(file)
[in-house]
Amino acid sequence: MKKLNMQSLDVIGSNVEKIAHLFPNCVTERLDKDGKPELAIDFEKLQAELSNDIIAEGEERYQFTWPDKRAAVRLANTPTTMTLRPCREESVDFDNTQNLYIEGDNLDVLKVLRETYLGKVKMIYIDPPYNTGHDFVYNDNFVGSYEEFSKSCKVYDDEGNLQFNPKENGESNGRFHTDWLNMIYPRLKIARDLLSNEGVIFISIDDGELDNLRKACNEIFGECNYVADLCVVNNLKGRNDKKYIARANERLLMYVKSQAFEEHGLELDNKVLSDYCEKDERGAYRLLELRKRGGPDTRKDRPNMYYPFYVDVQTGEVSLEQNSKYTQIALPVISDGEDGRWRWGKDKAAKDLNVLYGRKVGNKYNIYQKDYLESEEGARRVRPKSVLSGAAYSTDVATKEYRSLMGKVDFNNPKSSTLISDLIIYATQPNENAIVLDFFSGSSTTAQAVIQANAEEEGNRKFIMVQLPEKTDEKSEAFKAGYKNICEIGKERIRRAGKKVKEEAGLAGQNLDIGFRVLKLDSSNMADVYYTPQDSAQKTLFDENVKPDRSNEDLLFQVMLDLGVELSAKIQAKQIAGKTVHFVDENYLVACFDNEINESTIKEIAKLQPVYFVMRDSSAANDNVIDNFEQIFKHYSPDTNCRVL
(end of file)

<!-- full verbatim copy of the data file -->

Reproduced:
[in-house]
Amino acid sequence: MKKLNMQSLDVIGSNVEKIAHLFPNCVTERLDKDGKPELAIDFEKLQAELSNDIIAEGEERYQFTWPDKRAAVRLANTPTTMTLRPCREESVDFDNTQNLYIEGDNLDVLKVLRETYLGKVKMIYIDPPYNTGHDFVYNDNFVGSYEEFSKSCKVYDDEGNLQFNPKENGESNGRFHTDWLNMIYPRLKIARDLLSNEGVIFISIDDGELDNLRKACNEIFGECNYVADLCVVNNLKGRNDKKYIARANERLLMYVKSQAFEEHGLELDNKVLSDYCEKDERGAYRLLELRKRGGPDTRKDRPNMYYPFYVDVQTGEVSLEQNSKYTQIALPVISDGEDGRWRWGKDKAAKDLNVLYGRKVGNKYNIYQKDYLESEEGARRVRPKSVLSGAAYSTDVATKEYRSLMGKVDFNNPKSSTLISDLIIYATQPNENAIVLDFFSGSSTTAQAVIQANAEEEGNRKFIMVQLPEKTDEKSEAFKAGYKNICEIGKERIRRAGKKVKEEAGLAGQNLDIGFRVLKLDSSNMADVYYTPQDSAQKTLFDENVKPDRSNEDLLFQVMLDLGVELSAKIQAKQIAGKTVHFVDENYLVACFDNEINESTIKEIAKLQPVYFVMRDSSAANDNVIDNFEQIFKHYSPDTNCRVL